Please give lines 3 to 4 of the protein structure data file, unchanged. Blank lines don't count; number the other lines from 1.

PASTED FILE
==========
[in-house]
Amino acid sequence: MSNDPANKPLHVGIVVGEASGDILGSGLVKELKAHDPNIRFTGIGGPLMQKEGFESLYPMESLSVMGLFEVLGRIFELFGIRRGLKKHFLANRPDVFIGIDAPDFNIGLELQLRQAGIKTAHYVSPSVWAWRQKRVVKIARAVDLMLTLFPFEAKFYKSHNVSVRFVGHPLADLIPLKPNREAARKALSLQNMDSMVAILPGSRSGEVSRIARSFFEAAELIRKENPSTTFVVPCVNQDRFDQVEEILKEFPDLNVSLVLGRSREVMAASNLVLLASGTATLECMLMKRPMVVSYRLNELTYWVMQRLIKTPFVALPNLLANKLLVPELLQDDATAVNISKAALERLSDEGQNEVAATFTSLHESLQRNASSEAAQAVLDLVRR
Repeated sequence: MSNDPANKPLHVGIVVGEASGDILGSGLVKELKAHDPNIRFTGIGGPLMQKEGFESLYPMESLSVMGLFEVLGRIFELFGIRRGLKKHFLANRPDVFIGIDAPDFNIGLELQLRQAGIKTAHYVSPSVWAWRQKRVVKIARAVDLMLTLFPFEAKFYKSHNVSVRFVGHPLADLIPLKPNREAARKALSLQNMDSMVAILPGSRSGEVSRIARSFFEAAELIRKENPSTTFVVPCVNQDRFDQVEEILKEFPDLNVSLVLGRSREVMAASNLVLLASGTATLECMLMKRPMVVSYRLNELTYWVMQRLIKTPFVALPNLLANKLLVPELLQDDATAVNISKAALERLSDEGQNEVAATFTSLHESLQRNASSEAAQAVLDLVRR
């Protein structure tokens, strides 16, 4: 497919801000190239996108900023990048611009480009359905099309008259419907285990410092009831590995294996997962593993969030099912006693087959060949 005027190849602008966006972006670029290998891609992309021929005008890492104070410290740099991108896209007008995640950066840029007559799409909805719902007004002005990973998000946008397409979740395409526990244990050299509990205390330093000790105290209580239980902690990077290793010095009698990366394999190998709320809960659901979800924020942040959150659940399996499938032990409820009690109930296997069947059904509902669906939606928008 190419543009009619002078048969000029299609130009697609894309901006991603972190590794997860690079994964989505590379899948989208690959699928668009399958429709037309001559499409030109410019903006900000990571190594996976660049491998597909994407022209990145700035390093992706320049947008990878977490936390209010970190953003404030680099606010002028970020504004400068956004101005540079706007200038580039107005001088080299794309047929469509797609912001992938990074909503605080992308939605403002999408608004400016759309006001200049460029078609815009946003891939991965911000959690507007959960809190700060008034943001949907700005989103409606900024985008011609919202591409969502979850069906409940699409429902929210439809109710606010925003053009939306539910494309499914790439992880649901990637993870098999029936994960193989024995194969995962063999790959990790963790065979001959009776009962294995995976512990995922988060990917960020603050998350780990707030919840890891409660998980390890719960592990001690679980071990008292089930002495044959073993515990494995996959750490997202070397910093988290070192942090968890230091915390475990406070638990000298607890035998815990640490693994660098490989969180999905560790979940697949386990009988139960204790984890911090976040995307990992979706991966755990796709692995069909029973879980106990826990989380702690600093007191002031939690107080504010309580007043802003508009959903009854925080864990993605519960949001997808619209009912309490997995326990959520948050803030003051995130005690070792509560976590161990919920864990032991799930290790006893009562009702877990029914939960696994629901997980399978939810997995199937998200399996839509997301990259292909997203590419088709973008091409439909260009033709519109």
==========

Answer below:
Repeated sequence: MSNDPANKPLHVGIVVGEASGDILGSGLVKELKAHDPNIRFTGIGGPLMQKEGFESLYPMESLSVMGLFEVLGRIFELFGIRRGLKKHFLANRPDVFIGIDAPDFNIGLELQLRQAGIKTAHYVSPSVWAWRQKRVVKIARAVDLMLTLFPFEAKFYKSHNVSVRFVGHPLADLIPLKPNREAARKALSLQNMDSMVAILPGSRSGEVSRIARSFFEAAELIRKENPSTTFVVPCVNQDRFDQVEEILKEFPDLNVSLVLGRSREVMAASNLVLLASGTATLECMLMKRPMVVSYRLNELTYWVMQRLIKTPFVALPNLLANKLLVPELLQDDATAVNISKAALERLSDEGQNEVAATFTSLHESLQRNASSEAAQAVLDLVRR
């Protein structure tokens, strides 16, 4: 497919801000190239996108900023990048611009480009359905099309008259419907285990410092009831590995294996997962593993969030099912006693087959060949 005027190849602008966006972006670029290998891609992309021929005008890492104070410290740099991108896209007008995640950066840029007559799409909805719902007004002005990973998000946008397409979740395409526990244990050299509990205390330093000790105290209580239980902690990077290793010095009698990366394999190998709320809960659901979800924020942040959150659940399996499938032990409820009690109930296997069947059904509902669906939606928008 190419543009009619002078048969000029299609130009697609894309901006991603972190590794997860690079994964989505590379899948989208690959699928668009399958429709037309001559499409030109410019903006900000990571190594996976660049491998597909994407022209990145700035390093992706320049947008990878977490936390209010970190953003404030680099606010002028970020504004400068956004101005540079706007200038580039107005001088080299794309047929469509797609912001992938990074909503605080992308939605403002999408608004400016759309006001200049460029078609815009946003891939991965911000959690507007959960809190700060008034943001949907700005989103409606900024985008011609919202591409969502979850069906409940699409429902929210439809109710606010925003053009939306539910494309499914790439992880649901990637993870098999029936994960193989024995194969995962063999790959990790963790065979001959009776009962294995995976512990995922988060990917960020603050998350780990707030919840890891409660998980390890719960592990001690679980071990008292089930002495044959073993515990494995996959750490997202070397910093988290070192942090968890230091915390475990406070638990000298607890035998815990640490693994660098490989969180999905560790979940697949386990009988139960204790984890911090976040995307990992979706991966755990796709692995069909029973879980106990826990989380702690600093007191002031939690107080504010309580007043802003508009959903009854925080864990993605519960949001997808619209009912309490997995326990959520948050803030003051995130005690070792509560976590161990919920864990032991799930290790006893009562009702877990029914939960696994629901997980399978939810997995199937998200399996839509997301990259292909997203590419088709973008091409439909260009033709519109």